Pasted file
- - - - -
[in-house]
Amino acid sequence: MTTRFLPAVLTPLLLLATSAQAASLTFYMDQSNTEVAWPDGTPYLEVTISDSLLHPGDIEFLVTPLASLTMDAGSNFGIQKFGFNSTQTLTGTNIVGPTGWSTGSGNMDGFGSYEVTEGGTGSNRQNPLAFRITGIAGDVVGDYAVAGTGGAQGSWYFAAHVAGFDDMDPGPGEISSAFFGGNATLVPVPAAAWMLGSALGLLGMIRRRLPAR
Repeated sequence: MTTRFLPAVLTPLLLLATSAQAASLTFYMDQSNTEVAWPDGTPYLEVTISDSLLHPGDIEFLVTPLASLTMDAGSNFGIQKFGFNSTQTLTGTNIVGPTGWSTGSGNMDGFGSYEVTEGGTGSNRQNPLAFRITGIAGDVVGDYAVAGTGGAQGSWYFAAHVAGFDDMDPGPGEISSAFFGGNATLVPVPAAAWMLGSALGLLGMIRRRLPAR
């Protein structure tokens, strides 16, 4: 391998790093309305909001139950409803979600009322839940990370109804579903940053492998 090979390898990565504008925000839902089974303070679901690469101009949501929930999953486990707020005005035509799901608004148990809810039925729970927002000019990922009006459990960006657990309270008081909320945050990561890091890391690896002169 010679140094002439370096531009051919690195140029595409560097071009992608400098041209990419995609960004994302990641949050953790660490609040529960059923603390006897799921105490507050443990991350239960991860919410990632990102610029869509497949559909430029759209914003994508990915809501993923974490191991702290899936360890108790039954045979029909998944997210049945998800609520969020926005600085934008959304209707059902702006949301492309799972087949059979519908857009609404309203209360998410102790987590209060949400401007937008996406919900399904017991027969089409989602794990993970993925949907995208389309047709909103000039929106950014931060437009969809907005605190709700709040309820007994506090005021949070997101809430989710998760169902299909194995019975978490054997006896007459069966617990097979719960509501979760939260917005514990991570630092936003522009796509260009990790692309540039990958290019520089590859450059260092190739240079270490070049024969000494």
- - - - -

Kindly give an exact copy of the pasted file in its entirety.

[in-house]
Amino acid sequence: MTTRFLPAVLTPLLLLATSAQAASLTFYMDQSNTEVAWPDGTPYLEVTISDSLLHPGDIEFLVTPLASLTMDAGSNFGIQKFGFNSTQTLTGTNIVGPTGWSTGSGNMDGFGSYEVTEGGTGSNRQNPLAFRITGIAGDVVGDYAVAGTGGAQGSWYFAAHVAGFDDMDPGPGEISSAFFGGNATLVPVPAAAWMLGSALGLLGMIRRRLPAR
Repeated sequence: MTTRFLPAVLTPLLLLATSAQAASLTFYMDQSNTEVAWPDGTPYLEVTISDSLLHPGDIEFLVTPLASLTMDAGSNFGIQKFGFNSTQTLTGTNIVGPTGWSTGSGNMDGFGSYEVTEGGTGSNRQNPLAFRITGIAGDVVGDYAVAGTGGAQGSWYFAAHVAGFDDMDPGPGEISSAFFGGNATLVPVPAAAWMLGSALGLLGMIRRRLPAR
């Protein structure tokens, strides 16, 4: 391998790093309305909001139950409803979600009322839940990370109804579903940053492998 090979390898990565504008925000839902089974303070679901690469101009949501929930999953486990707020005005035509799901608004148990809810039925729970927002000019990922009006459990960006657990309270008081909320945050990561890091890391690896002169 010679140094002439370096531009051919690195140029595409560097071009992608400098041209990419995609960004994302990641949050953790660490609040529960059923603390006897799921105490507050443990991350239960991860919410990632990102610029869509497949559909430029759209914003994508990915809501993923974490191991702290899936360890108790039954045979029909998944997210049945998800609520969020926005600085934008959304209707059902702006949301492309799972087949059979519908857009609404309203209360998410102790987590209060949400401007937008996406919900399904017991027969089409989602794990993970993925949907995208389309047709909103000039929106950014931060437009969809907005605190709700709040309820007994506090005021949070997101809430989710998760169902299909194995019975978490054997006896007459069966617990097979719960509501979760939260917005514990991570630092936003522009796509260009990790692309540039990958290019520089590859450059260092190739240079270490070049024969000494």